The aim of the present paper is to present a three-phase training course designed for the training of talk-show interpreters. In the last few decades, Television Interpreting (TI) has been gaining momentum, as both professional practice and a research field. The great variety of communication modes, and their relevant interpreting modes, offered by interpreter-mediated televised communication has triggered an on-going discussion on the appropriateness of interpreters’ pragmatic behaviour within the TV environment. Capitalizing on studies conducted on CorIT – Television Interpreting Corpus (Straniero Sergio 2007, 2011; Falbo 2009, 2012; Straniero Sergio and Falbo 2012) and corroborating each point with examples of real-life interactions, the following training phases will be presented: in the first phase, major aspects distinguishing interpreter-mediated face-to-face interaction on TV from other forms of interpreter-mediated interaction are presented to the class, underlining the pragmatic elements that distinguish talk-show interpreters’ role and behaviour, namely interpreting as performing, face work and multiple discourse identities. In the second phase, examples of real-life interpreter-mediated talk shows are viewed and discussed, encouraging trainees to identify the pragmatic elements listed in the first phase in the praxis. Finally, in the third phase, trainees are asked to take part in a two-step role-play training experiment: firstly, an interpreter-mediated talk-show interview is simulated, with students interpreting in consecutive mode and being video-recorded. The interaction proceeds in parallel to a real-life monolingual interview, being played step by step after each exchange has been translated, following Stokoe’s (2011a, 2011b, 2013) CARM model. Secondly, students are asked to interpret the self-same interaction simultaneously, this time with the class divided into two groups, representing the Italian- and the English-speaking audiences respectively. Finally, students’ performances are discussed in terms of pragmatic behaviour and its (in)correct application, with the aim of operationalizing the feedback into a series of training cues, which later on may serve as a basis for the development of a new TI training paradigm for talk-show interpreting.

The interpreter’s role in dialogue interpreting on television: A training method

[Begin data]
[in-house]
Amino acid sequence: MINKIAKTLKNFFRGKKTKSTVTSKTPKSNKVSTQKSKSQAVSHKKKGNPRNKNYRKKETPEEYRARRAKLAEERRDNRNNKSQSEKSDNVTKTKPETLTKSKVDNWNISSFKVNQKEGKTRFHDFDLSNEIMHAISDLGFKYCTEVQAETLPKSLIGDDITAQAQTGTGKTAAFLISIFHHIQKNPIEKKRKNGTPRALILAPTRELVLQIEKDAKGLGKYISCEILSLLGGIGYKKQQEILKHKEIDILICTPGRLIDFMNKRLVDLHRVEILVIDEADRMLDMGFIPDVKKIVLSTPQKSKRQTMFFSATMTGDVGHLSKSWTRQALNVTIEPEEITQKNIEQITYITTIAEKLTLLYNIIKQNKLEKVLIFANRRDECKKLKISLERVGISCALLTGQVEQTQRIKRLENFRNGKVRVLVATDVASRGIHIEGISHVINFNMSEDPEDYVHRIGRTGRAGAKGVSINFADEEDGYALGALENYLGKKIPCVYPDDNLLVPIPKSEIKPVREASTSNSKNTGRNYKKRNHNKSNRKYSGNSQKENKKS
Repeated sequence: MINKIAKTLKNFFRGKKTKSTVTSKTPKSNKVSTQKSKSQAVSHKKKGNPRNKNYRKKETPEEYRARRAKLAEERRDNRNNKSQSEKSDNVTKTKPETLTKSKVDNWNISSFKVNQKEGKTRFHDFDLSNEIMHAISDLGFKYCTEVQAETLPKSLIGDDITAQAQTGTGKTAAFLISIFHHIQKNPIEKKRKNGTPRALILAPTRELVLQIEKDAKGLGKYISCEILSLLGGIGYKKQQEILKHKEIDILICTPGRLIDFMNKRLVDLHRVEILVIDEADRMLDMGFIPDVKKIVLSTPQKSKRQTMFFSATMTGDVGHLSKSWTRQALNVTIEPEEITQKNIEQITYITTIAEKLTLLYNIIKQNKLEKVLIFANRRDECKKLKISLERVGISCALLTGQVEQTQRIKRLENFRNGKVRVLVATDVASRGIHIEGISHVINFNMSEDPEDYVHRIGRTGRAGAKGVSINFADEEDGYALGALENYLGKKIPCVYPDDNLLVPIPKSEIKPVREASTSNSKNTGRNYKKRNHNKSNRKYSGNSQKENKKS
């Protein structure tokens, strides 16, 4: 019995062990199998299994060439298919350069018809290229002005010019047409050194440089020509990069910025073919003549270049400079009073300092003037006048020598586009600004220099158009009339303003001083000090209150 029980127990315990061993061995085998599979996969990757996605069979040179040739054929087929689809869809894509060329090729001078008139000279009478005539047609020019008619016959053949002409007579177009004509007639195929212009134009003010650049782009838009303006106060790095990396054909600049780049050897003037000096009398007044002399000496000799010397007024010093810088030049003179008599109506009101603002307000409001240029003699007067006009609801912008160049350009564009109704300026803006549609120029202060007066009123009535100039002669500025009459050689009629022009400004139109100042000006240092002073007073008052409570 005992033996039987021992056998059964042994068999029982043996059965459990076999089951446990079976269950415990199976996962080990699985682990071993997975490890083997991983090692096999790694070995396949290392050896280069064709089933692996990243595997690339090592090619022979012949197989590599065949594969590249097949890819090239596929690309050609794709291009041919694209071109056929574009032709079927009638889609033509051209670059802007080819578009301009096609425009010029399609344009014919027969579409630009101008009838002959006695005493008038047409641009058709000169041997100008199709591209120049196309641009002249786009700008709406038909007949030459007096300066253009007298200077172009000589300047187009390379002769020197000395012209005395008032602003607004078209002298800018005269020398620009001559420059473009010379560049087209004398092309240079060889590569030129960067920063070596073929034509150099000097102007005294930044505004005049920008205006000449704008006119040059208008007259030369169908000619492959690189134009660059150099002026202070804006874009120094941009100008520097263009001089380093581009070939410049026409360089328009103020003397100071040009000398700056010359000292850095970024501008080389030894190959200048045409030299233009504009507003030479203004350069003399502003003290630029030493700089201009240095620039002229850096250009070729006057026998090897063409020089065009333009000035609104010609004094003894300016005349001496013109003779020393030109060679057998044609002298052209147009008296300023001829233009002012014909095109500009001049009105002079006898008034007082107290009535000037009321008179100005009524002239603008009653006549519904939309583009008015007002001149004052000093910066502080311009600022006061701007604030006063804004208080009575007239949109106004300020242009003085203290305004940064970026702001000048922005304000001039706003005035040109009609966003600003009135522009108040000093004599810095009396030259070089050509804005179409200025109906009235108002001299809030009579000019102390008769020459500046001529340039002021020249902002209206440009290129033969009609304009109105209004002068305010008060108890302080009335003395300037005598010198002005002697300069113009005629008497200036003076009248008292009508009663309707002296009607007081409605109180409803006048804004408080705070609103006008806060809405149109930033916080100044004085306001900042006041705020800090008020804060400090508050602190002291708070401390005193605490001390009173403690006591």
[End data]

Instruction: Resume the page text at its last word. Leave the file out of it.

DAL FOVO, EUGENIA
2016

Abstract

The aim of the present paper is to present a three-phase training course designed for the training of talk-show interpreters. In the last few decades, Television Interpreting (TI) has been gaining momentum, as both professional practice and a research field. The great variety of communication modes, and their relevant interpreting modes, offered by interpreter-mediated televised communication has triggered an on-going discussion on the appropriateness of interpreters’ pragmatic behaviour within the TV environment. Capitalizing on studies conducted on CorIT – Television Interpreting Corpus (Straniero Sergio 2007, 2011; Falbo 2009, 2012; Straniero Sergio and Falbo 2012) and corroborating each point with examples of real-life interactions, the following training phases will be presented: in the first phase, major aspects distinguishing interpreter-mediated face-to-face interaction on TV from other forms of interpreter-mediated interaction are presented to the class, underlining the pragmatic elements that distinguish talk-show interpreters’ role and behaviour, namely interpreting as performing, face work and multiple discourse identities. In the second phase, examples of real-life interpreter-mediated talk shows are viewed and discussed, encouraging trainees to identify the pragmatic elements listed in the first phase in the praxis. Finally, in the third phase, trainees are asked to take part in a two-step role-play training experiment: firstly, an interpreter-mediated talk-show interview is simulated, with students interpreting in consecutive mode and being video-recorded. The interaction proceeds in parallel to a real-life monolingual interview, being played step by step after each exchange has been translated, following Stokoe’s (2011a, 2011b, 2013) CARM model. Secondly, students are asked to interpret the self-same interaction simultaneously, this time with the class divided into two groups, representing the Italian- and the English-speaking audiences respectively. Finally, students’ performances are discussed in terms of pragmatic behaviour and its (in)correct application, with the aim of operationalizing the feedback into a series of training cues, which later on may serve as a basis for the development of a new TI training paradigm for talk-show interpreting.
UTRECHT STUDIES IN LANGUAGE AND COMMUNICATION
978-90-04-32389-6
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Utilizza questo identificativo per citare o creare un link a questo documento: http://hdl.handle.net/11368/2905722
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